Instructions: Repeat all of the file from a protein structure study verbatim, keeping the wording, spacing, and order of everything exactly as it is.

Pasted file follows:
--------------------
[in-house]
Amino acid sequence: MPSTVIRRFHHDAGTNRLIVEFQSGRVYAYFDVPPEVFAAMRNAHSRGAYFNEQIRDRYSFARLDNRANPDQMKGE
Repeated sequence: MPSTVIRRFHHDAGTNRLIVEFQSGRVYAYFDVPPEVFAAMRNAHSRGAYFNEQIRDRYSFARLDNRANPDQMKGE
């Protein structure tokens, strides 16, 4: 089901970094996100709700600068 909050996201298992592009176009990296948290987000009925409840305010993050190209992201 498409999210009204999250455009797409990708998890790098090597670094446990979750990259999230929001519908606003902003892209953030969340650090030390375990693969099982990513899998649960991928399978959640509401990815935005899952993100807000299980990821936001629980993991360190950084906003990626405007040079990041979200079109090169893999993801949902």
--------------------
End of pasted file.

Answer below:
[in-house]
Amino acid sequence: MPSTVIRRFHHDAGTNRLIVEFQSGRVYAYFDVPPEVFAAMRNAHSRGAYFNEQIRDRYSFARLDNRANPDQMKGE
Repeated sequence: MPSTVIRRFHHDAGTNRLIVEFQSGRVYAYFDVPPEVFAAMRNAHSRGAYFNEQIRDRYSFARLDNRANPDQMKGE
């Protein structure tokens, strides 16, 4: 089901970094996100709700600068 909050996201298992592009176009990296948290987000009925409840305010993050190209992201 498409999210009204999250455009797409990708998890790098090597670094446990979750990259999230929001519908606003902003892209953030969340650090030390375990693969099982990513899998649960991928399978959640509401990815935005899952993100807000299980990821936001629980993991360190950084906003990626405007040079990041979200079109090169893999993801949902």